A Study on the Twitter usage in the River Elbe Flood of June 2013
In recent years, social media emerged as a potential resource to improve the management of crisis situations such as disasters triggered by natural hazards. Although there is a growing research body concerned with the analysis of the usage of social media during disasters, most previous work has concentrated on using social media as a stand-alone information source, whereas its combination with other information sources holds a still underexplored potential. A recent article presents an approach to enhance the identification of relevant messages from social media that relies upon the relations between georeferenced social media messages as Volunteered Geographic Information and geographic features of flood phenomena as derived from authoritative data (sensor data, hydrological data and digital elevation models).
We apply this approach to examine the micro-blogging text messages of the Twitter platform (tweets) produced during the River Elbe Flood of June 2013 in Germany. This is performed by means of a statistical analysis aimed at identifying general spatial patterns in the occurrence of flood-related tweets that may be associated with proximity to and severity of flood events. The results show that messages near (up to 10 km) to severely flooded areas have a much higher probability of being related to floods. In this manner, it can be concluded that the geographic approach proposed here provides a reliable quantitative indicator of the usefulness of messages from social media by leveraging the existing knowledge about natural hazards such as floods, thus being valuable for disaster management in both crisis response and preventive monitoring.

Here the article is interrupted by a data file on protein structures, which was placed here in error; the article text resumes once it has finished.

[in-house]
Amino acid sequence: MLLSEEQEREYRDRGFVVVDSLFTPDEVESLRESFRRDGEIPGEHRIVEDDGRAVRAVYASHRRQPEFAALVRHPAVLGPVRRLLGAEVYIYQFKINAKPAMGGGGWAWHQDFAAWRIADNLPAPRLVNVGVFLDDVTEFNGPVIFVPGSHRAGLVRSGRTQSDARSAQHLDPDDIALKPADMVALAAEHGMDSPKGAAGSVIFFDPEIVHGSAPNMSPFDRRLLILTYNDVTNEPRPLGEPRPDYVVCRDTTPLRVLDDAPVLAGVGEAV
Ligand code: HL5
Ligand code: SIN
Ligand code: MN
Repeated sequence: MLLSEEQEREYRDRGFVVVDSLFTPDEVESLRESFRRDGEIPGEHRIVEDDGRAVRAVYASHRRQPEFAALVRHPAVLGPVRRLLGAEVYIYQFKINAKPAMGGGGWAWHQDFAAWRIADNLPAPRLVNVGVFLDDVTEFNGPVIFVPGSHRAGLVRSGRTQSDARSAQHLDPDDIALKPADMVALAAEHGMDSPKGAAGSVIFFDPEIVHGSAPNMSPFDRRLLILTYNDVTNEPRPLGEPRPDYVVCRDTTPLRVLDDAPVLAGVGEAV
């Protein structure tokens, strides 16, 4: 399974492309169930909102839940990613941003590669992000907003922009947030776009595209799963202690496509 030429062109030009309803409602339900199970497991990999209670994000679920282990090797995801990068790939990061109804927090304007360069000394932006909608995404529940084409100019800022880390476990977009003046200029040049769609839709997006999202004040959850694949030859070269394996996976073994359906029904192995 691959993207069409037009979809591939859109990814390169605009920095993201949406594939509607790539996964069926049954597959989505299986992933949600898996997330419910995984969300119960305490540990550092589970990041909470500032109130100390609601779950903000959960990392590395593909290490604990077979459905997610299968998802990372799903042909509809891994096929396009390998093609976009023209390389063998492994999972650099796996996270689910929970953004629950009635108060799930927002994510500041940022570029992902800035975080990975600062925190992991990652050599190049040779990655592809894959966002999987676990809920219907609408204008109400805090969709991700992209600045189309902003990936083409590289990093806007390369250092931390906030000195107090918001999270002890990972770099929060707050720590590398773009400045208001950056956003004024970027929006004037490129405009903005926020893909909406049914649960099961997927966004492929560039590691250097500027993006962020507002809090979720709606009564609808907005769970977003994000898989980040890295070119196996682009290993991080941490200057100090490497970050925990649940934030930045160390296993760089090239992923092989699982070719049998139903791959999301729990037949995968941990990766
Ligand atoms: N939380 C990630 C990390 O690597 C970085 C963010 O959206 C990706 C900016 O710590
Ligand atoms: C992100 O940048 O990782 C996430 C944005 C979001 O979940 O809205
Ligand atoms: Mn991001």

Porto de Albuquerque, J., B. Herfort, A. Brenning, A. Zipf (2015): A Geographic Approach for Combining Social Media and Authoritative Data towards Improving Information Extraction for Disaster Management. International Journal of Geographical Information Science, volume and issue pending, pp. pending. Taylor & Francis. DOI: 10.1080/13658816.2014.996567.